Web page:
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The real interest lies in the thirty folksongs, his second set (published in 1898) where the mature composer, in love with and knowledgeable about his material, balances the demands of the 'peasant' and the 'academic'. The collection is varied, comprising dukhovnye (religious songs), byliny (epic-historical songs), wedding songs, khorovodyne (round dances) and protyazhnye (lyric songs). Having the songs rendered before the piano settings is actually quite exposing for a composer when you think about it, and it has to be said that Balakirev comes out of it well, allowing the harmony to develop from the modal monody of the songs, and when introducing chromaticism, making it decorative so that it does not detract. He also has an essential ability for folksong-setters, that of finding appropriate accompanimental figures but not allowing them to overshadow the song line.

Listening to these songs it is not hard to hear where much of the 'handful's' material grew from, the Mussorgskian quality of The Last Judgment [listen track 8, 0:00-0:24 and track 9, 0:34-0:52] is also strong in pieces like Mummy wasn't hoping [listen track 37, 1:30-2:05]. The King's Sons from Kraków [listen track 12, 0:16-0:32 and track 13, 1:11-1:47] demonstrates that Balakirev was not out to smooth over irregular rhythms or phrase-lengths in the way that Rimsky or Tchaikovsky were prone to do, and There is a tree on a hill [listen track 45, 0:34-0:53] shows he was unafraid of a bit of pesante rawness to boot. But, when the music suits, he will write more pianistic figurations, as in Vasiliy Okulyevic [listen track 21, 0:36-0:53], or the full-on setting of Our wide street [listen track 49, 0:20-0:37]. Nowhere, however, does he overdo it, and his settings convince one that his regard for the material was genuine and deep-felt.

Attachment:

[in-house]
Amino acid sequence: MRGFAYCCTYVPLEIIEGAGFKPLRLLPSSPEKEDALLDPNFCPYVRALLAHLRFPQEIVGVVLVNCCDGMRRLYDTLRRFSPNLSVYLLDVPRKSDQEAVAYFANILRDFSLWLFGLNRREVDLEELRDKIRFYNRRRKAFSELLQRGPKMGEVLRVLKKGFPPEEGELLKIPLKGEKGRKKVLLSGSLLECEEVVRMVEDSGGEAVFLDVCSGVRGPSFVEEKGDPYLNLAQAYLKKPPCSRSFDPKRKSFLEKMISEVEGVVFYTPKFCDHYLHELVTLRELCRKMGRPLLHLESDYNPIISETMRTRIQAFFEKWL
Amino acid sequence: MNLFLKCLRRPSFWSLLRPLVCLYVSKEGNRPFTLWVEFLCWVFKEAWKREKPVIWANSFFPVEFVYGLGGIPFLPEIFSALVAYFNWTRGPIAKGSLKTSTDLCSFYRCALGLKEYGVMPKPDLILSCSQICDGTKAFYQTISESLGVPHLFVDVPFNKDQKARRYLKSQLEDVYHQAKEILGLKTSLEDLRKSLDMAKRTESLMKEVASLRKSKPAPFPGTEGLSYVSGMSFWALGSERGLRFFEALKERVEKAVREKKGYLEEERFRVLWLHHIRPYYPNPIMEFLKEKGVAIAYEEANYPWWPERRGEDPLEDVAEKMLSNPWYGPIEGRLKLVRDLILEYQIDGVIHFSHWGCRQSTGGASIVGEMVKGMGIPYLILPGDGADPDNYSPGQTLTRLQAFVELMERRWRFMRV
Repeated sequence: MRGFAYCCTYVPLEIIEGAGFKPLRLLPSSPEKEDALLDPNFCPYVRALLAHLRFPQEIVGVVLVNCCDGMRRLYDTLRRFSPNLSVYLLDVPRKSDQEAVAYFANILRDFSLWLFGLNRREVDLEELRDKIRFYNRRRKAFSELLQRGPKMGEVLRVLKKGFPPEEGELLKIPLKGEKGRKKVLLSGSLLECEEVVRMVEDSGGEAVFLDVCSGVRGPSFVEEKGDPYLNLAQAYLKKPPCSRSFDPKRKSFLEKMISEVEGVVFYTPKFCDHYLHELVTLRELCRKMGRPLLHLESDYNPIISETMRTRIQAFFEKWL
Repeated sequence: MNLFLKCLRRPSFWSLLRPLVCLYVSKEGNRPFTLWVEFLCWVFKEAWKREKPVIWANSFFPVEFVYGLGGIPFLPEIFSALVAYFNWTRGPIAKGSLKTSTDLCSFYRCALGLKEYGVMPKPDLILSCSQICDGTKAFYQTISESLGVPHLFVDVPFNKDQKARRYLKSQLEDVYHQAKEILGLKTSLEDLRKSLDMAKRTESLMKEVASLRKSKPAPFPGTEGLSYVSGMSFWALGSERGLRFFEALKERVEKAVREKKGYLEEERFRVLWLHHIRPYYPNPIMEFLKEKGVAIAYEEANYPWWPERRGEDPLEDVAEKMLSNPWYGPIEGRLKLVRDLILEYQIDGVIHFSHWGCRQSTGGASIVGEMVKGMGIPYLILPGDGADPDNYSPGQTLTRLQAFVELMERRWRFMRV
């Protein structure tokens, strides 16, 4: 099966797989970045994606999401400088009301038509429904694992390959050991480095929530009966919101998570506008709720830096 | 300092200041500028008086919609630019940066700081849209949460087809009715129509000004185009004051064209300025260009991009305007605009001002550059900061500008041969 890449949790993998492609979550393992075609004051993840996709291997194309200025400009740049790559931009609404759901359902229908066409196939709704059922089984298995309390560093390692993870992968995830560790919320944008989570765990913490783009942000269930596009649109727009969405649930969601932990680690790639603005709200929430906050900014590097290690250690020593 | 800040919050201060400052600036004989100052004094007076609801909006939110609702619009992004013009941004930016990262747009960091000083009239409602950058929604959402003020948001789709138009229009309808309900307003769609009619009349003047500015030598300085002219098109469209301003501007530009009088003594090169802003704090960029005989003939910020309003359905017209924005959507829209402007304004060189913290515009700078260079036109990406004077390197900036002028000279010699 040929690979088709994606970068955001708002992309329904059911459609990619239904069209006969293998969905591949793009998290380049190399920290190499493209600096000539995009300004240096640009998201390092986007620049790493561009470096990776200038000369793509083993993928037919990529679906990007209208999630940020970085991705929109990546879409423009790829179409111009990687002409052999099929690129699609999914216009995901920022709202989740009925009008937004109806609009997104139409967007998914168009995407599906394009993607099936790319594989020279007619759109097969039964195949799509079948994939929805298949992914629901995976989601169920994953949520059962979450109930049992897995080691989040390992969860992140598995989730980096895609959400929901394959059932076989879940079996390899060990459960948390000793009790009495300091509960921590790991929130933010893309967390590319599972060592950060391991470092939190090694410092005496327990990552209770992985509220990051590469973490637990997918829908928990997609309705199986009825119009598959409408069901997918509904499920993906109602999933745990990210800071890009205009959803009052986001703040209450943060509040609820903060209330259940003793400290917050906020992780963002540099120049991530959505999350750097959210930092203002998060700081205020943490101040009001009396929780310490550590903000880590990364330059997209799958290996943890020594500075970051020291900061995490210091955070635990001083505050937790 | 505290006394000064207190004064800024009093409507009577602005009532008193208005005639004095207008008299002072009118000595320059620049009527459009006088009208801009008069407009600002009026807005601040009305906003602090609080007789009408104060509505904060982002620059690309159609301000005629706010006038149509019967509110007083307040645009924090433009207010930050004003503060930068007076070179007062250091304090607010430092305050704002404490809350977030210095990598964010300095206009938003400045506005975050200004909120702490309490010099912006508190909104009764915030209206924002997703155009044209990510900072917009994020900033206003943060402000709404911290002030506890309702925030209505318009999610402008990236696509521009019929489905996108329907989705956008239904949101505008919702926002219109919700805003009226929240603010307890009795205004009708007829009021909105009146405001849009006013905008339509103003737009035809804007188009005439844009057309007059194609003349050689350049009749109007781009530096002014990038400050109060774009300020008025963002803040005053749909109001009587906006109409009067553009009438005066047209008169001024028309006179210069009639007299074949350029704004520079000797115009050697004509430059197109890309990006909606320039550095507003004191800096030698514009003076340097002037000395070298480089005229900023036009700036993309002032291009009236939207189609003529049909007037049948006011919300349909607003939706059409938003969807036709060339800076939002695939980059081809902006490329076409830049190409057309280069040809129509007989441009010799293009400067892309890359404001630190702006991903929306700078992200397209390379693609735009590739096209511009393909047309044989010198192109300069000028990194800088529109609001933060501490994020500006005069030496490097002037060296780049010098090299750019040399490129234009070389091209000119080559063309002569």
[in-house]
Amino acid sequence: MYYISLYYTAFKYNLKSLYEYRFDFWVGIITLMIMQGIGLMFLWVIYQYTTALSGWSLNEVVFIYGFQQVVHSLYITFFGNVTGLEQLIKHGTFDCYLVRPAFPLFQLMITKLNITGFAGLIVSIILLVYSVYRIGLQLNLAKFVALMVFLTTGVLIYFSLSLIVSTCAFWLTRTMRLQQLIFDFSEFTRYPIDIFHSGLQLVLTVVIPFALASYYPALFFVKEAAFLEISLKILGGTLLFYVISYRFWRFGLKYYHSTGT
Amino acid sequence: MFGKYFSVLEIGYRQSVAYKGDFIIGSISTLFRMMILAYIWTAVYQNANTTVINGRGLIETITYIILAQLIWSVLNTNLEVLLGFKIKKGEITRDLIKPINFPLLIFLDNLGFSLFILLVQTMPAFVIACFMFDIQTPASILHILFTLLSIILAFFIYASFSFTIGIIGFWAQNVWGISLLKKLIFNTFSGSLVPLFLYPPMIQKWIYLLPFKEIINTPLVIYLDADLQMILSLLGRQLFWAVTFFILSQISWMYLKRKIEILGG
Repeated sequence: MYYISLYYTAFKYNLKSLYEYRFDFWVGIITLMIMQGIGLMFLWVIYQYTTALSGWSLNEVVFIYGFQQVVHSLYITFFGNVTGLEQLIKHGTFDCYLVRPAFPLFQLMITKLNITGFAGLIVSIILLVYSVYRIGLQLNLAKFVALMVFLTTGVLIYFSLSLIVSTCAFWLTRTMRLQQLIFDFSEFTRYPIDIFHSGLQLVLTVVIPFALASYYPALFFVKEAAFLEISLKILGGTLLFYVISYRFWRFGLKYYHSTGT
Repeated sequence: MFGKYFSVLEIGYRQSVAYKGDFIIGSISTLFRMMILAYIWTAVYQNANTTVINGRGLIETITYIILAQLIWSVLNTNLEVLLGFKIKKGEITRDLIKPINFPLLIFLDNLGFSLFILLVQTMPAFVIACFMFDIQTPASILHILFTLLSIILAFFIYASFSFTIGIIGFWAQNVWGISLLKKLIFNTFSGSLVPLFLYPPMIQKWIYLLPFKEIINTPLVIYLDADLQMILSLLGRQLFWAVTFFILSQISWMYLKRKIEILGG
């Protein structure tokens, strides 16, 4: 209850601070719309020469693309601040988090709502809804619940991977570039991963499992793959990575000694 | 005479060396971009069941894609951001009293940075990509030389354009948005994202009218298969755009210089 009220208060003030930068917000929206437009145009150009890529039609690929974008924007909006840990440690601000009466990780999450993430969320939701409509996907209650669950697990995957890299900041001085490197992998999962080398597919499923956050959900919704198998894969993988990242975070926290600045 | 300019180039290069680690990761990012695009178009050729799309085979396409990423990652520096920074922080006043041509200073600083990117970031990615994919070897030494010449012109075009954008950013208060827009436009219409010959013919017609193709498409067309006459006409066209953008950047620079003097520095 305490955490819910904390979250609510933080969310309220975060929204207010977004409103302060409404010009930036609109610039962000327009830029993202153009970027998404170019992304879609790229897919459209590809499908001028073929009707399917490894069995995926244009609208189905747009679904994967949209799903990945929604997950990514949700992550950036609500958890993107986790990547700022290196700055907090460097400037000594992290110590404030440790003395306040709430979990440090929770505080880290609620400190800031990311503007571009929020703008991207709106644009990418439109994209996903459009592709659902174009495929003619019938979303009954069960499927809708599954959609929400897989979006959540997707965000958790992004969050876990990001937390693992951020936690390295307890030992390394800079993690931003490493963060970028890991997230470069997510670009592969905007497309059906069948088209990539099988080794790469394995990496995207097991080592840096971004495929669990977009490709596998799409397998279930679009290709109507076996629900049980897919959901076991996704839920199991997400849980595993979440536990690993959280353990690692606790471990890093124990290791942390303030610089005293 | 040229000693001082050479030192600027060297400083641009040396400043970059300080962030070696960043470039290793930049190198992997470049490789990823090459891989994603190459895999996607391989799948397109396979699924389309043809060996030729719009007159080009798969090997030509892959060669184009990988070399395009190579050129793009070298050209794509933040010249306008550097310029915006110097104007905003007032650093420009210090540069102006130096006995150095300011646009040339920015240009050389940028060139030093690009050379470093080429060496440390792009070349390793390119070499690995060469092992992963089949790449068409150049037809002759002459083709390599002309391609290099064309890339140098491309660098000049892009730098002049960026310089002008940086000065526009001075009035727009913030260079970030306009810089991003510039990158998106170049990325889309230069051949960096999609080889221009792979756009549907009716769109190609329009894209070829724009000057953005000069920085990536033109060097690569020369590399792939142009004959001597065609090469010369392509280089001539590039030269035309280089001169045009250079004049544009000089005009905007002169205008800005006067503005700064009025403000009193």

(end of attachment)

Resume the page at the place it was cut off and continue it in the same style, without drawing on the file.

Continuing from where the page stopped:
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Copyright © 31 October 2007 Paul Sarcich, London UK


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